Touring. It’s not something I expected to do when I first started managing artists a few years back, but it’s rapidly become my favourite part of the job. There’s nothing I love better than hitting the road with my artists - epic drives and endless tour playlists, weird and wonderful AirBNB’s, new venues in new cities packed full of new crowds. I recently looked back over my calendar and realised I’ve been on tour for 16 weeks out of the past 8 months. 50% of my time has been spent on the road, and I wouldn’t have had it any other way.
I got home recently after Great Gable’s New Zealand tour (which was beyond words) and realised I was staring down close to three months at ‘home’ in WA - no flights booked until September. It was a weird and kinda panicky feeling in those first few days: what was I going to do the whole time? Where would I stay? I haven’t had a home base for over 4 years: I’ve been housesitting full time since late 2015 to save money on rent and to give myself the freedom to take off whenever I want. But it does mean that when I’m back in WA I have to hustle to find somewhere to stay (thanks mum and dad for always putting me up when I’m completely stuck).
Still, after I’d given myself a few days to chill I started to realise just how much I need these few months downtime. Over the past 12 months I’ve gone from never being sick to constantly getting hit with the flu, despite the endless batches of ‘tour medicine’ that I force-feed the band and myself on tour (raw garlic, ginger & chilli in honey - get on it) and the copious amounts of echinacea and green tea that we live off (between gins). It’s also a challenge to work on the road - like all managers you get it done but having some time and space to plan out the next 12 months for the band and come up with some outrageous ideas is a rare treat.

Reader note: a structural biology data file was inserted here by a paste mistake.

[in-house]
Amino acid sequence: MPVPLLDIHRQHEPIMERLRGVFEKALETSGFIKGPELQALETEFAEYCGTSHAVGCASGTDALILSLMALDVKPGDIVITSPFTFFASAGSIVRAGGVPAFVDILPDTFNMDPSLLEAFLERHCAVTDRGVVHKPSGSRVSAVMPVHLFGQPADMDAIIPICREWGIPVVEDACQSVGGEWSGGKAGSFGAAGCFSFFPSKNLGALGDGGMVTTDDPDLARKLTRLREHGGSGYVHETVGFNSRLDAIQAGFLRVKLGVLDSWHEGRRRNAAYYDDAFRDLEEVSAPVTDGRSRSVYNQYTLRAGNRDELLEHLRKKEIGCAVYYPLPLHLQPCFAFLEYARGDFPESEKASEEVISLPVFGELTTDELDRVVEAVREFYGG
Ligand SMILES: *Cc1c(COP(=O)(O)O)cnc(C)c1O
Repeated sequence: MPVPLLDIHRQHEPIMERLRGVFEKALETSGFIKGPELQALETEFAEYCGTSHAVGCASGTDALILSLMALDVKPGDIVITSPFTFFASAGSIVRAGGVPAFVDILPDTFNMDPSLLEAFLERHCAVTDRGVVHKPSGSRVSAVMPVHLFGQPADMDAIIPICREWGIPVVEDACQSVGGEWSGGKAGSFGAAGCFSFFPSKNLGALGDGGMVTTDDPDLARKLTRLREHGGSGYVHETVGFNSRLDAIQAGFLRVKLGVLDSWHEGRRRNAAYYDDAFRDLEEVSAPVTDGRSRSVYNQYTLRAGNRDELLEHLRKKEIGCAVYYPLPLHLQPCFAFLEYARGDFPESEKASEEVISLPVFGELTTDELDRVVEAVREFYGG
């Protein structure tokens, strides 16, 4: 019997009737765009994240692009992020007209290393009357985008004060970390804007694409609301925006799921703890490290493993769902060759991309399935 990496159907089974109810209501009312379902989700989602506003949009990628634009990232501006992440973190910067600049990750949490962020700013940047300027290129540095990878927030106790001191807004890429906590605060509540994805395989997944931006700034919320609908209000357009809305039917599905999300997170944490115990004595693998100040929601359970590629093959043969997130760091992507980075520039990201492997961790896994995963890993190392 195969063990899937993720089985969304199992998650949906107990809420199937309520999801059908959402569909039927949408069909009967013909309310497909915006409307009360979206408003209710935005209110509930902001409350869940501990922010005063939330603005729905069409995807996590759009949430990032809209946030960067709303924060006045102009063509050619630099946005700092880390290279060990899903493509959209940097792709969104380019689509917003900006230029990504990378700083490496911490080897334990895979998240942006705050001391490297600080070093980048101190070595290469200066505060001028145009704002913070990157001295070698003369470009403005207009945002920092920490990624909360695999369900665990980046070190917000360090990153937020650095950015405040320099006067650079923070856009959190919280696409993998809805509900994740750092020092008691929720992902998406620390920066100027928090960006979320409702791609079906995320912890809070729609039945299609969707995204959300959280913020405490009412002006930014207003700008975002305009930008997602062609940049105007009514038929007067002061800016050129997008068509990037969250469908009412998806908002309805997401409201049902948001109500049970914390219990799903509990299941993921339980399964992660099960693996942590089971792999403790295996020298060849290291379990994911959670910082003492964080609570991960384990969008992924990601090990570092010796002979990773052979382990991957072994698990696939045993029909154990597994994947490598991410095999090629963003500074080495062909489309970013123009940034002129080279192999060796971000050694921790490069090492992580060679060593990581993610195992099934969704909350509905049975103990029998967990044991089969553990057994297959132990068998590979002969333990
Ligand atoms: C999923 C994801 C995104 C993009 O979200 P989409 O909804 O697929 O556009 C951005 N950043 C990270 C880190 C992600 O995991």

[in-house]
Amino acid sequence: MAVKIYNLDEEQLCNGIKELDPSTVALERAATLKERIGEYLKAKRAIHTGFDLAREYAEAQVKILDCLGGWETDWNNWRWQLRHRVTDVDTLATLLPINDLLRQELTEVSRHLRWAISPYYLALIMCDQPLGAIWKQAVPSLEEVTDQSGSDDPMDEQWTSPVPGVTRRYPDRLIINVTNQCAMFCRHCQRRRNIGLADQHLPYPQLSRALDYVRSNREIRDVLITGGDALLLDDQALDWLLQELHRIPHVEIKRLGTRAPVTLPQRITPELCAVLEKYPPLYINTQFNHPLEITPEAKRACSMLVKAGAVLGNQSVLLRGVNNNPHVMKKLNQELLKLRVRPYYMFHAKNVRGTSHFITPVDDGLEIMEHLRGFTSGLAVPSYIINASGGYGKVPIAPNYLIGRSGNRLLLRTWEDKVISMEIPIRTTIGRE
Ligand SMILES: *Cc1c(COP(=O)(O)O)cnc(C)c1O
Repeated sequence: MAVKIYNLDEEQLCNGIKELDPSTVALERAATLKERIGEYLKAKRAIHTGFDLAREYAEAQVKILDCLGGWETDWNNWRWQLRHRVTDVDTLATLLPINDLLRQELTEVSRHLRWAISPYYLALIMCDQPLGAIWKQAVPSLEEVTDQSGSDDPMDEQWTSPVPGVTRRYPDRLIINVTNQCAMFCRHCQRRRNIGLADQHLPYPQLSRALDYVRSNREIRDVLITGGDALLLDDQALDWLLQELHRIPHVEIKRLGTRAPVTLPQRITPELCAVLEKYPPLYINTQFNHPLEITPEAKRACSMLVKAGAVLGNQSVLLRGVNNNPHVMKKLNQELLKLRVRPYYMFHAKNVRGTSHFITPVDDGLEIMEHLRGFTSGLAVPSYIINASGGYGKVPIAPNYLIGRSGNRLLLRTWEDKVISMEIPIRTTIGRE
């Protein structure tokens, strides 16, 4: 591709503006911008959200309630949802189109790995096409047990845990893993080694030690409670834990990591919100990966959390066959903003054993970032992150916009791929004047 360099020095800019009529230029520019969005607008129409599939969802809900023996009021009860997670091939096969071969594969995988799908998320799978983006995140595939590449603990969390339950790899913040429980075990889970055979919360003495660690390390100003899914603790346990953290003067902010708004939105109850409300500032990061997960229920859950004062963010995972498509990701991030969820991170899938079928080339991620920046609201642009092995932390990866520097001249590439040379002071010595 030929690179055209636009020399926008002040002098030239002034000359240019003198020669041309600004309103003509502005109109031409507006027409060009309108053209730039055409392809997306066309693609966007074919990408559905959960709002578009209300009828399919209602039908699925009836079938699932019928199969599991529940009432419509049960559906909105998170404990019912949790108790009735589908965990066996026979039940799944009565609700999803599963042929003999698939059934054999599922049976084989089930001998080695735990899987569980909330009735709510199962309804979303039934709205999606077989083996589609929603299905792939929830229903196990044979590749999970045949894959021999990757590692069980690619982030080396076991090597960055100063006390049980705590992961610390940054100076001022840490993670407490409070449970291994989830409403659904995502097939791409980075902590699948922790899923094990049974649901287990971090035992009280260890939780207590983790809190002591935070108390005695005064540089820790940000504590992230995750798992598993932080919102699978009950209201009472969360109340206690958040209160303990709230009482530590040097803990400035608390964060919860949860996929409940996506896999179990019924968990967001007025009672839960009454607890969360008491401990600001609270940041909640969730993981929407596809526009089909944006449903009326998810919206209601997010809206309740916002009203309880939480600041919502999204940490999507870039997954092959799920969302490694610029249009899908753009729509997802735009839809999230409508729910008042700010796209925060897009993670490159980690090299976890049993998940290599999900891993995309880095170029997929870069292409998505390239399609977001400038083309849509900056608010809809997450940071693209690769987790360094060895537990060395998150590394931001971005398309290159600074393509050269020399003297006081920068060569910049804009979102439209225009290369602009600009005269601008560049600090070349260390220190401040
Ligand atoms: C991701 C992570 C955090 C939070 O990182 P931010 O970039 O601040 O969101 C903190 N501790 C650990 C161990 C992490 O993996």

I’ve learned a lot about touring over the past few years, and am pretty careful now with how I plan tours and organise logistics for the band. It’s tempting to look for the cheapest options - those 6am flights, the shitty tour vans and the accom that doesn’t quite have enough beds - especially on tours where the budget is a little tighter than you want. But having made that mistake once in the past with the first band I managed (leaving a venue at 1am and heading to the airport at 4am is no joke - sorry guys) and seeing the terrible effect that touring in that manner has on artists, I now always have the bands’ comfort and mental health as my top priority. Sometimes that means flying them a day early to avoid a hectic day of travel on a show day. Sometimes that means booking an extra night so they can go straight into their accom from the airport if we can’t avoid an early flight. It always means booking accommodation as close to the venue as possible to maximise chill time and minimise travel. And sometimes it means booking everyone a massage on the band account when we’ve been on the road for a month with some big shows to go.
Touring for me is still one of the best things I get to do - a massively unexpected perk of the job. Sure, sometimes it’s a challenge and tempers get frayed, but I feel really lucky that I get to spend this time travelling with some of my best mates and watching the crowds grow with every tour. No doubt I’ll soon be counting down the days til I hit the road again, but for now I’m also going to enjoy waking up in the same place for a few weeks and maybe even unpacking my suitcase.
COOL MIND BLUE NEW ZEALAND TOUR
COOL MIND BLUE AUSTRALIAN TOUR